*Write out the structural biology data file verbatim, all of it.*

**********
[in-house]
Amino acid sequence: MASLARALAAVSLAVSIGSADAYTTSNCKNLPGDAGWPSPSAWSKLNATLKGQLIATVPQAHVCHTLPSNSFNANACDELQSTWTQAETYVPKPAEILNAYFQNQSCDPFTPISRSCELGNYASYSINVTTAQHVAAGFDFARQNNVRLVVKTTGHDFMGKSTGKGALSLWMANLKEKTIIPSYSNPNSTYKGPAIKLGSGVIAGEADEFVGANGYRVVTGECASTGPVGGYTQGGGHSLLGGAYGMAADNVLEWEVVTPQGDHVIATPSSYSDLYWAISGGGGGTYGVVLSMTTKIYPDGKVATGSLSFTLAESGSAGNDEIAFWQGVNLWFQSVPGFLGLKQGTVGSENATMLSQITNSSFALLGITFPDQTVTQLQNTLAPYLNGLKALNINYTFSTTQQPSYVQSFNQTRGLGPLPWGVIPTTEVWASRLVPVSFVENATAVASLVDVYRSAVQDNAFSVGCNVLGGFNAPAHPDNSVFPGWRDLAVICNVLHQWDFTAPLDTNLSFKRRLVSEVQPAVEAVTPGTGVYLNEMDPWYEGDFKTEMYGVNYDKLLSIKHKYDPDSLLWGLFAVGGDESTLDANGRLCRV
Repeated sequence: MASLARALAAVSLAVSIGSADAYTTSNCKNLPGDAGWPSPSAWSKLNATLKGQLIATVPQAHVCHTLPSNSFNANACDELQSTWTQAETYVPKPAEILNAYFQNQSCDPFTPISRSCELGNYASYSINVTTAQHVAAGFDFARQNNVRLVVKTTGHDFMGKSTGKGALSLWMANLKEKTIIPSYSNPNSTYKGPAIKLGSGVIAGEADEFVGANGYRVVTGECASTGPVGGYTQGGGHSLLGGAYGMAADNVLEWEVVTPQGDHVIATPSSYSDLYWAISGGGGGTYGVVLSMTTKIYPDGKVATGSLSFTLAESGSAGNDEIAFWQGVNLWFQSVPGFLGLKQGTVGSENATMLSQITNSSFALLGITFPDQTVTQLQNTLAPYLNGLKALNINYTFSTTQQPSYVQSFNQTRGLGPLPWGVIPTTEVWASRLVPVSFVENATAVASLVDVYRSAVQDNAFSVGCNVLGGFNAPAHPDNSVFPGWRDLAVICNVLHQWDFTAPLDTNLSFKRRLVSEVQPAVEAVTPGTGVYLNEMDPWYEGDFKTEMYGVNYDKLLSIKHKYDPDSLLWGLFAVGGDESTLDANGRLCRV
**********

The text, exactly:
[in-house]
Amino acid sequence: MASLARALAAVSLAVSIGSADAYTTSNCKNLPGDAGWPSPSAWSKLNATLKGQLIATVPQAHVCHTLPSNSFNANACDELQSTWTQAETYVPKPAEILNAYFQNQSCDPFTPISRSCELGNYASYSINVTTAQHVAAGFDFARQNNVRLVVKTTGHDFMGKSTGKGALSLWMANLKEKTIIPSYSNPNSTYKGPAIKLGSGVIAGEADEFVGANGYRVVTGECASTGPVGGYTQGGGHSLLGGAYGMAADNVLEWEVVTPQGDHVIATPSSYSDLYWAISGGGGGTYGVVLSMTTKIYPDGKVATGSLSFTLAESGSAGNDEIAFWQGVNLWFQSVPGFLGLKQGTVGSENATMLSQITNSSFALLGITFPDQTVTQLQNTLAPYLNGLKALNINYTFSTTQQPSYVQSFNQTRGLGPLPWGVIPTTEVWASRLVPVSFVENATAVASLVDVYRSAVQDNAFSVGCNVLGGFNAPAHPDNSVFPGWRDLAVICNVLHQWDFTAPLDTNLSFKRRLVSEVQPAVEAVTPGTGVYLNEMDPWYEGDFKTEMYGVNYDKLLSIKHKYDPDSLLWGLFAVGGDESTLDANGRLCRV
Repeated sequence: MASLARALAAVSLAVSIGSADAYTTSNCKNLPGDAGWPSPSAWSKLNATLKGQLIATVPQAHVCHTLPSNSFNANACDELQSTWTQAETYVPKPAEILNAYFQNQSCDPFTPISRSCELGNYASYSINVTTAQHVAAGFDFARQNNVRLVVKTTGHDFMGKSTGKGALSLWMANLKEKTIIPSYSNPNSTYKGPAIKLGSGVIAGEADEFVGANGYRVVTGECASTGPVGGYTQGGGHSLLGGAYGMAADNVLEWEVVTPQGDHVIATPSSYSDLYWAISGGGGGTYGVVLSMTTKIYPDGKVATGSLSFTLAESGSAGNDEIAFWQGVNLWFQSVPGFLGLKQGTVGSENATMLSQITNSSFALLGITFPDQTVTQLQNTLAPYLNGLKALNINYTFSTTQQPSYVQSFNQTRGLGPLPWGVIPTTEVWASRLVPVSFVENATAVASLVDVYRSAVQDNAFSVGCNVLGGFNAPAHPDNSVFPGWRDLAVICNVLHQWDFTAPLDTNLSFKRRLVSEVQPAVEAVTPGTGVYLNEMDPWYEGDFKTEMYGVNYDKLLSIKHKYDPDSLLWGLFAVGGDESTLDANGRLCRV